RI surfari - a tale of two sessions.
As forecasted, Friday’s storm took an inland track, putting lower New England on the warm side with heavy rain coming on a southerly flow. That flow also bought southerly swells. With MassBay blanked out, I packed a bag and the waveski and headed down to Lil Rhody on Friday night to a head start on a weekend surfari.
Session one on Saturday morning turned out to be one of the heaviest session I have had in awhile, with overhead swells coming in a 9’ @ 11 seconds. While the air temps were in the 50’s, there was a strong side-shore wind at 15-20 knots, inducing bumps onto what were already intimidating wavefaces. Arriving at just a bit after dawn. there was only a handful of us out there (making me wonder whether we were crazy…)
Paddling out was challenging but doable with the help of a stiff rip current. Catching rides were even more challenging. The swells were moving fast. On top of this, the strong diagonal wind made paddling a teeter-tottering affair as the paddle blades and my body acted like mini sails. Quite a number of times, I got blown back over the top of the wave as I tried dropping down the face. Finally, I worked up courage to go for the waves with faces peaking and right near breaking (where gravity help mitigate the winds). I managed to drop down several of these. These proved to be short rides that were terminated with wave peaks collapsing on top of my head for an inevitable maytagging. With one critical waveface that I dropped into, it proved too steep. My waveski dropped through air only to have the nose planted into the trough for a wipeout and huge beat down. After the initial thrashing (my plastic GroPro camera mount actually snapped), the wave held me down and pushed me along in the foam pile. I tried rolling up several times only to get immediately flipped by the rolling foam pile. Running out of air, I tried to unbuckle the quick release belt. I tried and tried but could not find the buckle… Wow, nothing induces panic like being immersed upside down in cold water while running out of oxygen. Finally, I did find the buckle and got myself released and found myself almost inshore in chest deep water. I was pretty freaked by what happened. I rarely blow rolls and don’t often bail. This time, when I tried to bail I could NOT find the buckle. What the heck!? I came to realize it’s because I had mitts on and I had not practiced going for the buckle release with mitts since when… ? (A pretty serious oversight.)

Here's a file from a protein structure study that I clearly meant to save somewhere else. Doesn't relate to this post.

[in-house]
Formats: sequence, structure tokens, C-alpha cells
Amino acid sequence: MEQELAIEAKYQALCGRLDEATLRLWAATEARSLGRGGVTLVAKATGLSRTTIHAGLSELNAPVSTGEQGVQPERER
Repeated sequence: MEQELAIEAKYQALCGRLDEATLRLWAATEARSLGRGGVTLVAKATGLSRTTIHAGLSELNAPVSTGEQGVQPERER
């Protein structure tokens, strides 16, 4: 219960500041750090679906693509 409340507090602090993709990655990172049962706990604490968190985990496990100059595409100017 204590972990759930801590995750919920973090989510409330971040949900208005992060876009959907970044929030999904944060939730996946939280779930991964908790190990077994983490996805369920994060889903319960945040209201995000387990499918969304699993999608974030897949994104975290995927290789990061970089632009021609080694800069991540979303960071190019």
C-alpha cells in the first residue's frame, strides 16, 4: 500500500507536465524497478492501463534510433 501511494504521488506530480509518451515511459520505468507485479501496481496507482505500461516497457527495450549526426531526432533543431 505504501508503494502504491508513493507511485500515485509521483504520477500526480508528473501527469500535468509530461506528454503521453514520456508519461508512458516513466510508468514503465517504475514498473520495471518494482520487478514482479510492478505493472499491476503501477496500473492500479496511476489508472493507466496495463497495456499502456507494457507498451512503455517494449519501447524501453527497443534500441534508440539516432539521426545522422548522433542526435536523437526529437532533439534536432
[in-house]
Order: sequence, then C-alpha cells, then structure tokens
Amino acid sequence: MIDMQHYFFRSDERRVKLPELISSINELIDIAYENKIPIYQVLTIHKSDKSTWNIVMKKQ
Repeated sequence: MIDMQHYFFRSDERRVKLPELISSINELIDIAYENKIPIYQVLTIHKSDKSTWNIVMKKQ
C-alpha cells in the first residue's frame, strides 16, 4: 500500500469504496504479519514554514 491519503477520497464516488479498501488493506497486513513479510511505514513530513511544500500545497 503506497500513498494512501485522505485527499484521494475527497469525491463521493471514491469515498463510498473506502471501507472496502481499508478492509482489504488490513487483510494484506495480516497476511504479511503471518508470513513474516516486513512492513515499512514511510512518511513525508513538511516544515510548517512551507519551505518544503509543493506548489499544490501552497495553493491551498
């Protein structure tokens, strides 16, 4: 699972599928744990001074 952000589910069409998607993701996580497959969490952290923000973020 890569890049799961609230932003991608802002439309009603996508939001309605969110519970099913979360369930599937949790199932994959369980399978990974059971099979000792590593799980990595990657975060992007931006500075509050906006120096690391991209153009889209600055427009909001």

After calming down, I paddled out again. I spent about 2.5 hours total in this session. It was enough as I was feeling pretty spent, especially as the winds went offshore and ramped up to 20 knots plus. Catching waves became even more difficult.
Counting a total of 4 or 5 complete rides, I decided it was enough and to not to push it (and my luckj). Quite frankly, the pucker factor was high and was beginning to surpass the fun factor. it was the right time to call it quits while I was ahead.
Session two this morning was an entirely different affair. The air temp had dropped down to 30 degrees overnight. But, we had nice 4’ swells @10 seconds that were cleaned beautifully by a light offshore breeze. It was absolutely mellow and fun. Even with about two dozen surfers out there, there were plenty of waves to go around, especially given that most folks seemed to know and followed good surf etiquette. Two hours of this (too many rides to count), I was more than satisfied and done. My (aging) body was protesting, with my abs and back on the verge of spazzing out. .
Was a great close to 2018. Looking forward to 2019.